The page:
simplicity vs. complexity... wrote:
hi mark - thanks in advance for your help.

i am taking control of my assets in a proactive way (removing them from the planner i've used) and am inculcating some new "tools" to gain ground quickly, with a strong bias toward options as the key... i am new to options trading (6 months) and have been doing basic calls & puts, and will be doing covered calls in my IRA, but wonder if i'm missing the boat by not investing more time in the complex multi-leg strategies  - so here's my question:

since i do copious amounts of research as a natural habit, am i better off to put the time into researching sectors,
different asset classes, etc., and then betting strongly on basic calls & puts for the bigger bang, or can you build
serious wealth via the more sophisticated financial engineering endemic to multi-leg strategies?

thanks again
Hello Jeff, 
Options are versatile investment tools, and your objective is find a method of using them that is effective and profitable for you.  I think it's a good move to handle your investments by yourself.  You spend the necessary time that allwos you to be successful.  This is not for everyone, but sounds correct for you.
1)It's difficult, if not impossible for most people to build wealth when buying options.  Too many things must go right for the option owner (the stock must move in the right direction; the move must occur relatively quickly; and the move must be large enough to overcome the option premium paid). 
2)However, if your research has been fruitful - if you have a good track record (especially in timing your investments), then you may be the rare peprson who can do great things as an option buyer.  I just hate to recommend this strategy to anyone, as I see it as gambling (at least for the vast majority).  
3)If your broker allows it, consider writing cash-secured naked puts, rather than writing covered calls in your IRA.  The methods have the same risk/reward profile when you choose the put with the same strike price and expiration as the call you would have written, but selling the puts is less commission intensive.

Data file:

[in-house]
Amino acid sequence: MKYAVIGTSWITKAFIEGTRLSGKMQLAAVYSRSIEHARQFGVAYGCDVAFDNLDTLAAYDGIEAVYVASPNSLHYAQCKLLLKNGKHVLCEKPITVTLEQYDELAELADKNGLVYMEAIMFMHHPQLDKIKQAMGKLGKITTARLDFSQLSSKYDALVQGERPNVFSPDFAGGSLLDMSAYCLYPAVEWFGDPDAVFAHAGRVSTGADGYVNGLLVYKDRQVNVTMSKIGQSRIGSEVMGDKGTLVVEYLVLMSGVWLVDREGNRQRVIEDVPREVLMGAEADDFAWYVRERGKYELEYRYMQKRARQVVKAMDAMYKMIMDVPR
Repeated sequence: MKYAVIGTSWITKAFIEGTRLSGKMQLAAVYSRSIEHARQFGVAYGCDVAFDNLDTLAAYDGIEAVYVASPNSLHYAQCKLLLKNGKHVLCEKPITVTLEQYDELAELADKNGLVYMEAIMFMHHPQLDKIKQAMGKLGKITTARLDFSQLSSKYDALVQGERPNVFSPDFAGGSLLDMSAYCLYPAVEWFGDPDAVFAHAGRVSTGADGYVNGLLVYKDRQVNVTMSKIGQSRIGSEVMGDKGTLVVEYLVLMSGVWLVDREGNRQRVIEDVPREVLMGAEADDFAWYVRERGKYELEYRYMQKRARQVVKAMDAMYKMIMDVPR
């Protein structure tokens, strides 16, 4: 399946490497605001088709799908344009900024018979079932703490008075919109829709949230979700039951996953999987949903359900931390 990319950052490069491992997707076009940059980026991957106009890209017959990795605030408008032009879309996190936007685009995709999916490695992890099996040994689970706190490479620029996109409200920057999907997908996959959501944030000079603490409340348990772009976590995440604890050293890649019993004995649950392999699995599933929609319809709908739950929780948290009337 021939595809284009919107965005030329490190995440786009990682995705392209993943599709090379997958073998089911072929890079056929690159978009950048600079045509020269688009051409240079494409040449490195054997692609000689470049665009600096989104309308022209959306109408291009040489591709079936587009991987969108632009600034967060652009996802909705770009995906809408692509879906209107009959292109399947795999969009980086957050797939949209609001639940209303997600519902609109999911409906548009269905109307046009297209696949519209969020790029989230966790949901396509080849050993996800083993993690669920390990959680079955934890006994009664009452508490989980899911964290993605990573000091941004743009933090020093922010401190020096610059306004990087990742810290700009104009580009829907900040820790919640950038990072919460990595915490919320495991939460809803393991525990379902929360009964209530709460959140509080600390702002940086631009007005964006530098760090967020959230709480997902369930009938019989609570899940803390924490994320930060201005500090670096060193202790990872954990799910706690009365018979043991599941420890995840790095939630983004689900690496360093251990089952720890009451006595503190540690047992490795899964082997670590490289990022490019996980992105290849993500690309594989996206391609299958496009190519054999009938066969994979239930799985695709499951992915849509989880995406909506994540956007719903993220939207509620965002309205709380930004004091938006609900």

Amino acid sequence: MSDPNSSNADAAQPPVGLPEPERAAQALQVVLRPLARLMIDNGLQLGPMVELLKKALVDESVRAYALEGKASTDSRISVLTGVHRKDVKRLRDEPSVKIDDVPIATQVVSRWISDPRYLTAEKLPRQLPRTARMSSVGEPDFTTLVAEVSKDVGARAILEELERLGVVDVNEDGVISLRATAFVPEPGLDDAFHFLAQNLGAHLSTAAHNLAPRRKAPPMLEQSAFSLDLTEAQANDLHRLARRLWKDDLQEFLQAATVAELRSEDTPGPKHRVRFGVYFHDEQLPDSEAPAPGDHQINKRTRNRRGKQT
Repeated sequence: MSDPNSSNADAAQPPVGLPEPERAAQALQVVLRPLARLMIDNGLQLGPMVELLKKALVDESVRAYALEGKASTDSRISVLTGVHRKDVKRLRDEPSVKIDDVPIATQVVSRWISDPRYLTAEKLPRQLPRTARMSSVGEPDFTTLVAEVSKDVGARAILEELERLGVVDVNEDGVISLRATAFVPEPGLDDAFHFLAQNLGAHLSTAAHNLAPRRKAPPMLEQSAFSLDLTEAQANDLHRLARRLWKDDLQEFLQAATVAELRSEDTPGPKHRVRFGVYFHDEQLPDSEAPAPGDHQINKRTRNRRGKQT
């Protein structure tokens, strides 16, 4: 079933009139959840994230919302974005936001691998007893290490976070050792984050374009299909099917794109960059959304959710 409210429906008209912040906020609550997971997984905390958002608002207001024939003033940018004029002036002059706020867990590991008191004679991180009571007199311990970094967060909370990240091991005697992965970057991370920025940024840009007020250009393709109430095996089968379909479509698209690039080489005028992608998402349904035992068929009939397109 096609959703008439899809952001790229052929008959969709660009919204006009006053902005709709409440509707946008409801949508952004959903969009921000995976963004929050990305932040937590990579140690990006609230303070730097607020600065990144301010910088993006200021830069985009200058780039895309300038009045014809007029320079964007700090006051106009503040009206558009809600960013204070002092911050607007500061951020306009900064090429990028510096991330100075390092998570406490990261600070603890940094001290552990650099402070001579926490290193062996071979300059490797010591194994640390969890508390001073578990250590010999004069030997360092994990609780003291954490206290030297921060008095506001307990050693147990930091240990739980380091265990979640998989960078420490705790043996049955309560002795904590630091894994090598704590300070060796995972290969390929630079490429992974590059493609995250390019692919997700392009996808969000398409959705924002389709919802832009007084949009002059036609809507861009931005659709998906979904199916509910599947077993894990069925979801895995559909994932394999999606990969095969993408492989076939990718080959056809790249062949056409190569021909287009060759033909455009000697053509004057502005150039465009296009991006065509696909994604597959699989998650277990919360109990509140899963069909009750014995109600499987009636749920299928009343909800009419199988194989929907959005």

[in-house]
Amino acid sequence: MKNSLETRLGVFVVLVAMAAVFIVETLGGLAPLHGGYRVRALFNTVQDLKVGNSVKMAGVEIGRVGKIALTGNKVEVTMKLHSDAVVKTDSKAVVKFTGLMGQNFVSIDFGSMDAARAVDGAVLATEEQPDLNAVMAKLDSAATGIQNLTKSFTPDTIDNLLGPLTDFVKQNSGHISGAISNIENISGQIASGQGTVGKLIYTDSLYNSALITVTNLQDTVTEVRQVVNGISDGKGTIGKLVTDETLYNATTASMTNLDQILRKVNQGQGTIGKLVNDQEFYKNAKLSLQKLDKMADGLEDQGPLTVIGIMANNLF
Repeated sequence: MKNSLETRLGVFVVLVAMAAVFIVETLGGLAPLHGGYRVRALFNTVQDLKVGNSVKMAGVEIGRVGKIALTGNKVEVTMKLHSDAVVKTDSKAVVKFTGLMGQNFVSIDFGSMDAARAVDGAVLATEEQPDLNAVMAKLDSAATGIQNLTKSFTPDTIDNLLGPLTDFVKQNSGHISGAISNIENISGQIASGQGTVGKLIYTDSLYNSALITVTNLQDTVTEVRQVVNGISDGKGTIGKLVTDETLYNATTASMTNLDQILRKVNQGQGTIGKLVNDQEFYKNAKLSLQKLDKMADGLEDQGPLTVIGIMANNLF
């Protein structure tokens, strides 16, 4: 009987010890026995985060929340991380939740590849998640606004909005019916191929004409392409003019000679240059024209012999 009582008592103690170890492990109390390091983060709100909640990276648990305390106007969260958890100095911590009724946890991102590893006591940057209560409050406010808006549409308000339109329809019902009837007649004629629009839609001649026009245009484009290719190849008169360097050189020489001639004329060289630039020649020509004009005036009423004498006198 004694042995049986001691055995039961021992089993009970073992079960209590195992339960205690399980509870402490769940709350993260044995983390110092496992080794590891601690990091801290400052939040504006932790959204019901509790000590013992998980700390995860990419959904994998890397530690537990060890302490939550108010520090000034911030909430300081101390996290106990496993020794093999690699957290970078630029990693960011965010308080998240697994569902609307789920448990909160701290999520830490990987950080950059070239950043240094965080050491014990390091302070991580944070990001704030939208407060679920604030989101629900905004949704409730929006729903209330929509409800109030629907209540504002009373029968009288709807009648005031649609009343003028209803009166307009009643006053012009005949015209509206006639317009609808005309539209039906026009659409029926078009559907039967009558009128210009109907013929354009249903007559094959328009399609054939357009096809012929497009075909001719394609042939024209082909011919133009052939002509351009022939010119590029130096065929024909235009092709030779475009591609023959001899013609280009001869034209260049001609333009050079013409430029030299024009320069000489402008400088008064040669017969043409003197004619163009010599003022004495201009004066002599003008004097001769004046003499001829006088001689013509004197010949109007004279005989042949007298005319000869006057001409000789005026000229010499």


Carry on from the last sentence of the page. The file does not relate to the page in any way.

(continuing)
4)I like multi-leg strategies and encourage you to use them. But, I use those methods to further reduce my risk - not as a way to complicate investing.  
a) In other words, Instead of selling naked puts, sell a put spread. Your loss is limited, the profit potential is reduced, but is still substantial, and margin requirements are reduced.  The last benefit brings up the danger of selling too many spreads - just because margin is less.  Avoid that pitfall.
b) When you believe a stock or index is going to trade in a narrow range (or at least not make a big move) you can sell the put spread as above, but you can also sell the out of the money call spread.  Such a 4-legged position is called an iron condor and is widely used in today's investment world. 
c) Spreads work well for option buyers also.  Buy that call spread or put spread instead of the naked put or call.  The downside is that profit potential is greately reduced.  If your stock picks are excellent (proven track record), then this is not for you.  But, risk of loss is substantially reduced and that makes it attractive. 
d) If you are an option buyer, but prefer the added probability of success that comes from selling options, you can accept limited (but substantial) profits buy selling options instead.  Example:  When bullish, you could buy calls or a call spread.  But, consider selling an out of the money (or at the money) put spread instead. If correct in your prediction, you show a good profit.  If mistaken and the stock declines, you still might show a profit when buying calls would have lost money.  The downside is the inability to score a bonanza when selling option premium. 
5) As far as researching sectors (or other classes), nothing changes.  If you believe you have the skill to determine which sectors will out perform (or underperform), then it would be worth your time to make the effort.  But you are looking to build wealth for yourself. You want to invest your money when the probability of winning is on your side.  If you believe you can do this extra research and your track record tells you it's worthwhile, then by all means, go for it.  But, you don't have to find the ultimate or the best possible investment method.  You want a method that works for you.  One that fits your research skills and your temperament.  After all, if selling options is abhorrent to you, then you should avoid it, even if it would increase the odds of having a greater percentage of profitable trades.  You must trade withing your comfort zone - that is important.

6)You appear to be a serious student of the market.  Thus, I believe you will do well.
a) But, don't buck the odds. Don't gamble ( a proven track record means buying options may not be a gamble in your case)
b) Choose a method (or methods) that make you comfortable and that have a high probability of success
c) Spend your research time doing things you know you have the skills to do
d) Have patience- after all, you are new to options.  Expand your investments gradually.  You don't have to get rich this year.